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Life Means All Life

The opinions expressed by columnists are their own and do not necessarily represent the views of
AP Photo/Ted S. Warren, File

Many people of faith agree that human life begins at conception and must be honored from that moment on. Surprisingly, some people stop there, seeing the beauty in an unborn baby but rejecting a true culture of life that prioritizes the protection of life in every possible circumstance. Many of us believe that life must be protected, from the first cells growing in a mother’s womb to people nearing the end of life’s journey, no matter how they have lived their lives. We believe that choosing life means consistently choosing all life. 


This is why people of faith are deeply troubled by the recent announcement that our federal government plans to restart executions after more than a decade-long hiatus. Our faith tells us that life is God’s sacred work and it is His ultimate creation. 

Christians, like all Americans, are turning away from the death penalty. A 2017 Gallup poll showed public support for capital punishment at a 45-year low, and Gallup’s 2018 poll revealed that less than half of Americans believe the death penalty is applied fairly. Pew polls in recent years have shown that support for the death penalty is in decline across all religious groups and that a majority of Catholics are against the practice. This was true even before Pope Francis declared the death penalty “inadmissible” in 2018.

All life is sacred. Just as we see God’s work in a developing baby, we must also see God’s work in the potential for grace and redemption in people who have been convicted of serious crimes, including those upon whom society seeks to impose the greatest punishment. The unborn and the condemned are held equally in God’s protective hand, and it should not be for us to decide either’s fate.

We cannot honor life by taking life – that is a logical contradiction.  Because of this contradiction, capital punishment just does not work. We say it will provide healing and closure to all victims, but it just as often does not. After already facing the heartbreak of losing a loved one, many victims subsequently experience even more trauma if the death penalty is used or considered in their case. For victims’ families, capital punishment means years of high-stakes court dates, emotional hearings, and unwanted attention. These terrible experiences would be avoided with sentences of life without the possibility of parole instead of death.  


In 2012, Marquette Law Review published a study of victims’ family members in Minnesota, a state that does not have the death penalty, and in Texas, which uses the death penalty more frequently than any other state.  The Minnesota families were emotionally healthier and healing better at every stage of the process than the Texas families, in whose cases capital punishment was an option. 

In valuing all life, we also recognize that many of those on federal death row are not the “worst of the worst” – often they are vulnerable people from exceptionally adverse backgrounds including poverty, addiction, neglect, abuse, and more. Some have an intellectual disability or serious mental illness, or received the harshest possible sentence despite playing a lesser role in a crime. Some too have not led lives of crime or depravity, but committed one terrible transgression for which they feel deep regret and shame.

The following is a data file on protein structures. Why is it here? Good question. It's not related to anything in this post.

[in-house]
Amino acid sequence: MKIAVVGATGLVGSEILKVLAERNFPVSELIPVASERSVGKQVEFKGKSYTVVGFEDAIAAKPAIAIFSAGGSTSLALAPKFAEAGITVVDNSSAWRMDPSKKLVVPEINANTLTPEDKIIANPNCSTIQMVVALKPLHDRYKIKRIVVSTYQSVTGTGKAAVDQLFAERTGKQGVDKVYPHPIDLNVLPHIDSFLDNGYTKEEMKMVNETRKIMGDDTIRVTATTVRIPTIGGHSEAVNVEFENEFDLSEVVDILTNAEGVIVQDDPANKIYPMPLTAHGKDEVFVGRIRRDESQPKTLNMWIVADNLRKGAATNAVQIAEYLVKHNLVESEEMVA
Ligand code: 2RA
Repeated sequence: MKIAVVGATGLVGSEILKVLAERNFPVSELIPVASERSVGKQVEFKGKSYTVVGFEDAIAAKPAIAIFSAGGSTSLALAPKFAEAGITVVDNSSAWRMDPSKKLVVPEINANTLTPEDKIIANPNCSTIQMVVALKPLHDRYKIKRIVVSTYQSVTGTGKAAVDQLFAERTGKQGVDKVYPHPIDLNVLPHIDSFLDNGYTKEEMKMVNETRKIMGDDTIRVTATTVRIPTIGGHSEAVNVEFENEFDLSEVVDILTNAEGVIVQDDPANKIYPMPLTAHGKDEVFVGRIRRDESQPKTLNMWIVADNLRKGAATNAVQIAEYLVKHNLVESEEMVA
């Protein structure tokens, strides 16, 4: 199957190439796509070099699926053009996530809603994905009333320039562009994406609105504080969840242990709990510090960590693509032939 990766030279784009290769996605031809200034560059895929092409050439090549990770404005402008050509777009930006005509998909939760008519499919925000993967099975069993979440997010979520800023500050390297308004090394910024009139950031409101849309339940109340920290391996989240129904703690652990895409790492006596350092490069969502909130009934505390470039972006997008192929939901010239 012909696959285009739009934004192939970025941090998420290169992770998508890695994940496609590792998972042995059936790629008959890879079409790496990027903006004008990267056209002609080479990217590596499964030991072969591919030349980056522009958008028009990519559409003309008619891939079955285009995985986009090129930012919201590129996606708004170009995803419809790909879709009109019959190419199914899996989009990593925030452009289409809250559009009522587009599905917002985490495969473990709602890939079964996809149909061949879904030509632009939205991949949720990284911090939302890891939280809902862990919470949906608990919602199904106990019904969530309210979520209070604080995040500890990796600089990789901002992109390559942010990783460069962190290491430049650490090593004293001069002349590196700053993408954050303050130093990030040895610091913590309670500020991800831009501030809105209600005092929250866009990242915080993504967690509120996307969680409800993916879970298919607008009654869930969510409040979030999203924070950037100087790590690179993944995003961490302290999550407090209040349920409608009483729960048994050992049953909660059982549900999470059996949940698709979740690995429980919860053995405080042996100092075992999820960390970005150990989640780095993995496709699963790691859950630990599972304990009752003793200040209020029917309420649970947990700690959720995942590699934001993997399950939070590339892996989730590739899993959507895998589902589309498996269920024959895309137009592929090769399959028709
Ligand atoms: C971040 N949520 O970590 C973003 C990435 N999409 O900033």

In fact, the federal death penalty has many of the same well-documented flaws as the state-administered death penalty. It is used arbitrarily, with just three states responsible for nearly half of all federal death sentences. More troubling is that federal death sentences are applied in racially-biased ways. Thirty-four of the 61 prisoners on federal death row are people of color; 25 of them are Black men. These issues concern all Christians too, as they do people of other faiths. 


One of the most important reasons to promote a culture of life and oppose the death penalty – along with murder in all its forms – is that only God knows His plan for each of us. There are prisoners on federal death row who, with time for reflection and study, have given their lives over to God and repented of their sins. Unlike the death penalty, life without the possibility of parole acknowledges that even while incarcerated, a person can still find God and dedicate his or her life to the Lord. 

Life without parole, too, is a harsh and permanent punishment. Indeed, with severe sentences and modern prison technology, we can keep our society safe without resorting to the death penalty, leaving open the possibility for remorse, rehabilitation, and redemption as well. All things are possible when we promote a culture that celebrates the sanctity of all life. Each precious new life is miraculous and even the worst sinner can be redeemed through His love. 

My faith tells me that the death penalty is wrong, and the federal government should not be in the business of execution. God has shown us what to aspire to: love, forgiveness, compassion, mercy, and other Christian values. Above all, He calls us to nurture a culture of life for all.

Abby Johnson is founder and director of And Then There Were None and author of "Unplanned" and "The Walls Are Still Talking."


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